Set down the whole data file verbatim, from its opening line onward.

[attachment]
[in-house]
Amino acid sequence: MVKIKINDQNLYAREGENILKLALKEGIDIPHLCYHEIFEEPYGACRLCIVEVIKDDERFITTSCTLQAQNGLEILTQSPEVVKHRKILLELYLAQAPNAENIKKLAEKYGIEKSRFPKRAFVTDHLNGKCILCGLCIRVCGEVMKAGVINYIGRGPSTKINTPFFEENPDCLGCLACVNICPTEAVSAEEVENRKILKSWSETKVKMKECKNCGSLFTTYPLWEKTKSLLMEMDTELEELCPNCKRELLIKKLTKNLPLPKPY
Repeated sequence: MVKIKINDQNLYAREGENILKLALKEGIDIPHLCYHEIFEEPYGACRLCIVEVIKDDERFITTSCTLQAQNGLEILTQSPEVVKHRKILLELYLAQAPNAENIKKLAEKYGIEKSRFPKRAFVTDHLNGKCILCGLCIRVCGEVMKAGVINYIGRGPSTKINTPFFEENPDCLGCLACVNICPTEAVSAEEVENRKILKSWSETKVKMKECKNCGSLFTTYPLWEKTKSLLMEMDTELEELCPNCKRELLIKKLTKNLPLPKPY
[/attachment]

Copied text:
[in-house]
Amino acid sequence: MVKIKINDQNLYAREGENILKLALKEGIDIPHLCYHEIFEEPYGACRLCIVEVIKDDERFITTSCTLQAQNGLEILTQSPEVVKHRKILLELYLAQAPNAENIKKLAEKYGIEKSRFPKRAFVTDHLNGKCILCGLCIRVCGEVMKAGVINYIGRGPSTKINTPFFEENPDCLGCLACVNICPTEAVSAEEVENRKILKSWSETKVKMKECKNCGSLFTTYPLWEKTKSLLMEMDTELEELCPNCKRELLIKKLTKNLPLPKPY
Repeated sequence: MVKIKINDQNLYAREGENILKLALKEGIDIPHLCYHEIFEEPYGACRLCIVEVIKDDERFITTSCTLQAQNGLEILTQSPEVVKHRKILLELYLAQAPNAENIKKLAEKYGIEKSRFPKRAFVTDHLNGKCILCGLCIRVCGEVMKAGVINYIGRGPSTKINTPFFEENPDCLGCLACVNICPTEAVSAEEVENRKILKSWSETKVKMKECKNCGSLFTTYPLWEKTKSLLMEMDTELEELCPNCKRELLIKKLTKNLPLPKPY